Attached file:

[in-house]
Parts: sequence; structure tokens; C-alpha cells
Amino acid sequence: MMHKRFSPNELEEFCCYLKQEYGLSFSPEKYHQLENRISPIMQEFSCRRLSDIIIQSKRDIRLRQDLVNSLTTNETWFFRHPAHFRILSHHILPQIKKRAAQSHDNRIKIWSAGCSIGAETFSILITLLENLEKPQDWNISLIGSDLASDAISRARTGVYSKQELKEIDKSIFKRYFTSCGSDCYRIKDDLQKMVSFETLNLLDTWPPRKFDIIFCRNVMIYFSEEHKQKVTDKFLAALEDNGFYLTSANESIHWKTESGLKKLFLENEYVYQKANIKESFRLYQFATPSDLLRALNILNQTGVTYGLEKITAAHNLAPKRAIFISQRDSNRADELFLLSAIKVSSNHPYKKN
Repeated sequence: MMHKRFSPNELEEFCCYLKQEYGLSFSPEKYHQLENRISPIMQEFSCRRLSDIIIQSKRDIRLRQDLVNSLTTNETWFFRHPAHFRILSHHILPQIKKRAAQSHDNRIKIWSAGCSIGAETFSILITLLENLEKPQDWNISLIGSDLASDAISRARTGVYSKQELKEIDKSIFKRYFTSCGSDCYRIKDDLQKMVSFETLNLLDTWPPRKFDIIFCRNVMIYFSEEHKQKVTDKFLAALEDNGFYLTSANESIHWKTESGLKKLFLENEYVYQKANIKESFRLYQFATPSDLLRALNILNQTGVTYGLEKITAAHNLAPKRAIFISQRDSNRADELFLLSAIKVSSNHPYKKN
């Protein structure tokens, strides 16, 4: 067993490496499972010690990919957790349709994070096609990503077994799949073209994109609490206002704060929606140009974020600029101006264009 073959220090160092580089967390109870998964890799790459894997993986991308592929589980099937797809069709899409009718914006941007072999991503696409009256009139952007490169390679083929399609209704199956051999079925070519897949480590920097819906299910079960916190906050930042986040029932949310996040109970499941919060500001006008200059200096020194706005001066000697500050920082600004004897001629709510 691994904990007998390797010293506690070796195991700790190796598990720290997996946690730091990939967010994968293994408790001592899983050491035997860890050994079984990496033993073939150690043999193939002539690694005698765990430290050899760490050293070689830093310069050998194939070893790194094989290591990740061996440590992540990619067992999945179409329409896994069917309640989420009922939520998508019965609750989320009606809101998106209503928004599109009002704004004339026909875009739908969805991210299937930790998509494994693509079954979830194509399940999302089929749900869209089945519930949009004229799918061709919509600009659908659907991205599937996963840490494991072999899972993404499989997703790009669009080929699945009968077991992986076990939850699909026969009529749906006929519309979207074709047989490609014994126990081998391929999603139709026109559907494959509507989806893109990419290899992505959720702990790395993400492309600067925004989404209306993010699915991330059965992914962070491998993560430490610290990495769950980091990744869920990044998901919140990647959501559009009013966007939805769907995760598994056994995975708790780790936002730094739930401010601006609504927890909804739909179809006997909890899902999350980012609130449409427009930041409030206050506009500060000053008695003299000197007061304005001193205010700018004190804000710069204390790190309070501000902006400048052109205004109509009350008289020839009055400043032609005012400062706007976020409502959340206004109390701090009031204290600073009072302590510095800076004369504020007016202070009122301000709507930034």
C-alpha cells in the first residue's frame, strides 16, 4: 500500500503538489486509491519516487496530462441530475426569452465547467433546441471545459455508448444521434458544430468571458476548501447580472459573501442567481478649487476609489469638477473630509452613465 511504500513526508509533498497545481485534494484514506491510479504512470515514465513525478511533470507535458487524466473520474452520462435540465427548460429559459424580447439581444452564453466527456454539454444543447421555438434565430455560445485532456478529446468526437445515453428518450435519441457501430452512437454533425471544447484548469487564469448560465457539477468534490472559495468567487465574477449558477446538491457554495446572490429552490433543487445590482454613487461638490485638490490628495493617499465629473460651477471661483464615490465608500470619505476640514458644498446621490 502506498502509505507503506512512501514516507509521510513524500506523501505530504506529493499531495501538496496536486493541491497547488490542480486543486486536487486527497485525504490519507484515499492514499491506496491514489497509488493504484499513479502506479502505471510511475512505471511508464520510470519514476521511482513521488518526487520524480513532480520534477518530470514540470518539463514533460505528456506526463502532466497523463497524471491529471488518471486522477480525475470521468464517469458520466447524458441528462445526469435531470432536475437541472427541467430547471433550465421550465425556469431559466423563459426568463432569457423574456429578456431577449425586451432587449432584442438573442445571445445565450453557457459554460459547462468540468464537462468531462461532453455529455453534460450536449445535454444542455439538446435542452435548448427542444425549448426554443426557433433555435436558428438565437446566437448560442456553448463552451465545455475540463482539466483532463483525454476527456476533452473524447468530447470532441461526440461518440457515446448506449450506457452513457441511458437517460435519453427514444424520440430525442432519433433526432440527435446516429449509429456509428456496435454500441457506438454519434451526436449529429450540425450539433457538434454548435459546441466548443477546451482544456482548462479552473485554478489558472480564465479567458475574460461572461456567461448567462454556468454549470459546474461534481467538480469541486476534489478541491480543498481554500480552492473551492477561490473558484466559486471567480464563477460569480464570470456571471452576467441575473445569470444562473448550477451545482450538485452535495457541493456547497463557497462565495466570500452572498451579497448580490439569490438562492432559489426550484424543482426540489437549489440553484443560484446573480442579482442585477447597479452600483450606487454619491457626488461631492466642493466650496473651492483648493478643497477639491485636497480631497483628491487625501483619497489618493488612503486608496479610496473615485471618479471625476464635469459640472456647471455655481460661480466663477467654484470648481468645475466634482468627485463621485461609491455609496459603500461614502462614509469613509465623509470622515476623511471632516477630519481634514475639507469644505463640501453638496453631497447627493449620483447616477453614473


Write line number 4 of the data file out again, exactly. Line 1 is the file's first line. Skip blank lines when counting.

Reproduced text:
Repeated sequence: MMHKRFSPNELEEFCCYLKQEYGLSFSPEKYHQLENRISPIMQEFSCRRLSDIIIQSKRDIRLRQDLVNSLTTNETWFFRHPAHFRILSHHILPQIKKRAAQSHDNRIKIWSAGCSIGAETFSILITLLENLEKPQDWNISLIGSDLASDAISRARTGVYSKQELKEIDKSIFKRYFTSCGSDCYRIKDDLQKMVSFETLNLLDTWPPRKFDIIFCRNVMIYFSEEHKQKVTDKFLAALEDNGFYLTSANESIHWKTESGLKKLFLENEYVYQKANIKESFRLYQFATPSDLLRALNILNQTGVTYGLEKITAAHNLAPKRAIFISQRDSNRADELFLLSAIKVSSNHPYKKN